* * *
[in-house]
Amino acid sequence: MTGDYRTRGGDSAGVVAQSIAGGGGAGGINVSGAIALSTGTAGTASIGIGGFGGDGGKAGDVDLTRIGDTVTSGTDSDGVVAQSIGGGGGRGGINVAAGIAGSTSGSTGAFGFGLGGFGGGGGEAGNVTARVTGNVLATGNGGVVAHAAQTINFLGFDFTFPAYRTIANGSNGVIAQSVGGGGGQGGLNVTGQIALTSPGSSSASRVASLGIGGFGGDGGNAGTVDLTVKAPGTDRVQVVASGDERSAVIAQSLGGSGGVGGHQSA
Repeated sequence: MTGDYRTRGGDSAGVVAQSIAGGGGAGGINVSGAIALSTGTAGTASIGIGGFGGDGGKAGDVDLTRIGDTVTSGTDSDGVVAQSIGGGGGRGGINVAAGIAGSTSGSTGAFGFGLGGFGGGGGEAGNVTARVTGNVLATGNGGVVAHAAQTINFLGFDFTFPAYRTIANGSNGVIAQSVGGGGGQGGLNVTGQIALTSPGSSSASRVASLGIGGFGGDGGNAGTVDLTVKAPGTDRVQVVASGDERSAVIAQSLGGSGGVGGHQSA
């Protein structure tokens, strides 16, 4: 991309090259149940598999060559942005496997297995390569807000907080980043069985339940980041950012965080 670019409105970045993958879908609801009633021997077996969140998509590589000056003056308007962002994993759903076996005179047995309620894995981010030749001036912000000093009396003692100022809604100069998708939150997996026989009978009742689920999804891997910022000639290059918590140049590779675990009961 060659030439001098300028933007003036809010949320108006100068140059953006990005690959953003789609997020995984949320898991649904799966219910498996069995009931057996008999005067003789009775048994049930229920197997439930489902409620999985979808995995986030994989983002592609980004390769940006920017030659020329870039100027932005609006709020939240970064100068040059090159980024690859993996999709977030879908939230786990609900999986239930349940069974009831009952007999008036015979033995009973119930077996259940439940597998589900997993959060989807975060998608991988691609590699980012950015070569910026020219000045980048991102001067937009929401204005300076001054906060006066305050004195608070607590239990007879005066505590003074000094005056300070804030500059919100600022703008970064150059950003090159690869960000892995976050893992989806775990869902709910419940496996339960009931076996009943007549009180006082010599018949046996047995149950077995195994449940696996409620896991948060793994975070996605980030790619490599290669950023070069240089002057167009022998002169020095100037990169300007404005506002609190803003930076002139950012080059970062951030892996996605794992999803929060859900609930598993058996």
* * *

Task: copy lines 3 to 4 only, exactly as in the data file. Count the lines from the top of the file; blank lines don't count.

Repeated sequence: MTGDYRTRGGDSAGVVAQSIAGGGGAGGINVSGAIALSTGTAGTASIGIGGFGGDGGKAGDVDLTRIGDTVTSGTDSDGVVAQSIGGGGGRGGINVAAGIAGSTSGSTGAFGFGLGGFGGGGGEAGNVTARVTGNVLATGNGGVVAHAAQTINFLGFDFTFPAYRTIANGSNGVIAQSVGGGGGQGGLNVTGQIALTSPGSSSASRVASLGIGGFGGDGGNAGTVDLTVKAPGTDRVQVVASGDERSAVIAQSLGGSGGVGGHQSA
């Protein structure tokens, strides 16, 4: 991309090259149940598999060559942005496997297995390569807000907080980043069985339940980041950012965080 670019409105970045993958879908609801009633021997077996969140998509590589000056003056308007962002994993759903076996005179047995309620894995981010030749001036912000000093009396003692100022809604100069998708939150997996026989009978009742689920999804891997910022000639290059918590140049590779675990009961 060659030439001098300028933007003036809010949320108006100068140059953006990005690959953003789609997020995984949320898991649904799966219910498996069995009931057996008999005067003789009775048994049930229920197997439930489902409620999985979808995995986030994989983002592609980004390769940006920017030659020329870039100027932005609006709020939240970064100068040059090159980024690859993996999709977030879908939230786990609900999986239930349940069974009831009952007999008036015979033995009973119930077996259940439940597998589900997993959060989807975060998608991988691609590699980012950015070569910026020219000045980048991102001067937009929401204005300076001054906060006066305050004195608070607590239990007879005066505590003074000094005056300070804030500059919100600022703008970064150059950003090159690869960000892995976050893992989806775990869902709910419940496996339960009931076996009943007549009180006082010599018949046996047995149950077995195994449940696996409620896991948060793994975070996605980030790619490599290669950023070069240089002057167009022998002169020095100037990169300007404005506002609190803003930076002139950012080059970062951030892996996605794992999803929060859900609930598993058996």